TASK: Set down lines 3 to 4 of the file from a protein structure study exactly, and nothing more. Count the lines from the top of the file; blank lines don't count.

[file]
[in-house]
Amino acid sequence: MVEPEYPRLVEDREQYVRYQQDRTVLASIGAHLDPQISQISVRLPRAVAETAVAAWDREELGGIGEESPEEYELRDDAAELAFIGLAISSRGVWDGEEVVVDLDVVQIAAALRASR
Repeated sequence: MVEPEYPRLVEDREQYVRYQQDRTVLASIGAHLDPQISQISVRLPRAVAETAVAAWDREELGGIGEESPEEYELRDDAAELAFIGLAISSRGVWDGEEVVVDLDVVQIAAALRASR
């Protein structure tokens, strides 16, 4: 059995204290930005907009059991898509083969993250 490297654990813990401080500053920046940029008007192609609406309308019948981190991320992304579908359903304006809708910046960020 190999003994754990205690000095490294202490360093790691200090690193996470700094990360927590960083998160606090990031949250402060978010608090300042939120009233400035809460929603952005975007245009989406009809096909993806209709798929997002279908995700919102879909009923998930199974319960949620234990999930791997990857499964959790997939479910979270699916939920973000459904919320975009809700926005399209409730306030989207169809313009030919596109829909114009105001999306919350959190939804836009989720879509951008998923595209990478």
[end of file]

Repeated sequence: MVEPEYPRLVEDREQYVRYQQDRTVLASIGAHLDPQISQISVRLPRAVAETAVAAWDREELGGIGEESPEEYELRDDAAELAFIGLAISSRGVWDGEEVVVDLDVVQIAAALRASR
């Protein structure tokens, strides 16, 4: 059995204290930005907009059991898509083969993250 490297654990813990401080500053920046940029008007192609609406309308019948981190991320992304579908359903304006809708910046960020 190999003994754990205690000095490294202490360093790691200090690193996470700094990360927590960083998160606090990031949250402060978010608090300042939120009233400035809460929603952005975007245009989406009809096909993806209709798929997002279908995700919102879909009923998930199974319960949620234990999930791997990857499964959790997939479910979270699916939920973000459904919320975009809700926005399209409730306030989207169809313009030919596109829909114009105001999306919350959190939804836009989720879509951008998923595209990478």